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Managing the cardiovascular time bomb in patients on antipsychotics

The physical health of mentally ill patients is a “massive problem and we are doing very badly at it,” psychiatrist Dr Matthew Warden told doctors at a recent Healthed evening seminar in Sydney.

In particular, the prevalence of high cardiovascular risk among patients with a history of psychosis, means this population was a “ticking time bomb”, said Dr Warden, who is the Director of Acute Inpatient Services for Mental Health at St Vincent’s Hospital in Melbourne.

Even without antipsychotic medication, a disproportionate number of people with a history of psychosis are overweight or obese, do very little if any physical exercise and smoke.

And it is well-known that the metabolic side-effects associated with antipsychotic medications increases this cardiovascular risk enormously.

Consequently, there has been growing pressure on psychiatrists to assess, monitor and manage the physical health of their patients with psychosis, but Dr Warden said, realistically this needs to be also done by GPs as they will usually be managing these patients long-term and “they are better at it.”

Baseline metabolic measurements need to be taken at first episode of psychosis, including weight, BMI, BP, lipid levels, fasting blood sugar and smoking status.

Weight, in particular needs to be monitored carefully following the commencement of antipsychotic medication, as weight gain is extremely common, especially with olanzapine which, Australia-wide is the most commonly prescribed antipsychotic.

In answer to a GP’s question following his talk, Dr Ward said it is extremely difficult to avoid or reverse this medication-induced weight gain with diet and exercise alone. In addition, weight loss pharmacotherapy such as phentermine is contraindicated in people with a history of psychosis.

Key to managing the weight gain issue was to choose an antipsychotic with the least long-term side effects from the outset.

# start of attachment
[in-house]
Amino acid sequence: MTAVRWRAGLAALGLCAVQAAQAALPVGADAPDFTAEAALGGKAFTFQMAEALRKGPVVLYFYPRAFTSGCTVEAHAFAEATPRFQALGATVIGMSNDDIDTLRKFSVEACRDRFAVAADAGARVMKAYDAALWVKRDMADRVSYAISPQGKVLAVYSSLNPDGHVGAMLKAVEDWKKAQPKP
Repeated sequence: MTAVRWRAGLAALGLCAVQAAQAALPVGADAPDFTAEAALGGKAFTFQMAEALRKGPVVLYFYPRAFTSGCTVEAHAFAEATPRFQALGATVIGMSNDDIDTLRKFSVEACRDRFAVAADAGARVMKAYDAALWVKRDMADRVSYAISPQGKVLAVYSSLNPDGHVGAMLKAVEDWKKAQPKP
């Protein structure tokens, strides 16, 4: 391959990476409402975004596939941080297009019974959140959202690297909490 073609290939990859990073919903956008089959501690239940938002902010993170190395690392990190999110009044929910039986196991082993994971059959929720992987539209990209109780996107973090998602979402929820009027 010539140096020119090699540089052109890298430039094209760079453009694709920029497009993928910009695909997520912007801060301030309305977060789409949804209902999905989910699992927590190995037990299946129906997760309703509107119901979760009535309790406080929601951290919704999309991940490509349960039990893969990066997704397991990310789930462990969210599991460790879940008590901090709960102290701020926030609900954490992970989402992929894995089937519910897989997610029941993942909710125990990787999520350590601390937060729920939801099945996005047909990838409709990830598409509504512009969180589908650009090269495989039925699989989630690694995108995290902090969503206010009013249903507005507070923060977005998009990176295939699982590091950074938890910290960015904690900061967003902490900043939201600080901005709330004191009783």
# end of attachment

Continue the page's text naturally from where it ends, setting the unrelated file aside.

Olanzapine and clozapine are associated with the greatest weight gain while lurasidone and the partial agonists, aripiprazole and ziprasidone have the least effect on weight.

Alternatively, for patients who may have been started on olanzapine or similar, swap to a more weight-neutral medication at the first sign they were gaining weight or developing other metabolic side-effects.

It is more likely that a person who as gained weight on olanzapine, will lose that weight if switched to another weight-neutral medication early. The longer that patient stays on olanzapine and the weight gain is sustained, the harder it will be to shift even if the medication is changed, Dr Warden said.

In addition to managing weight gain in mentally ill patients, Dr Warden also encouraged GPs to offer smoking cessation advice and help. Even though this population were often considered among the most dependent and heaviest smokers, his own research had found a significant number of patients could successfully quit or at the least cut down given the right advice and assistance.

While most smoking cessation pharmacotherapy could be used, Dr Warden suggested that varenicline (Champix) was probably best avoided in these patients.

At St Vincent’s Hospital in Melbourne, patients receiving antipsychotic therapy have their metabolic markers assessed at admission and at regular intervals after that, including measuring their serum prolactin.

“Hyperprolactinaemia is a significant problem and should be monitored every six months if it is elevated or increasing particularly if there are symptoms then either reduce the dose or change antipsychotic or add in low dose aripiprazole which will lower prolactin levels,” Dr Warden explained.


Dr Matthew Warden spoke on the “Management of Metabolic Dysregulation in Patients on Antipsychotics” at the Healthed, Mental Health in General Practice Evening Seminar held in Sydney in June, 2018.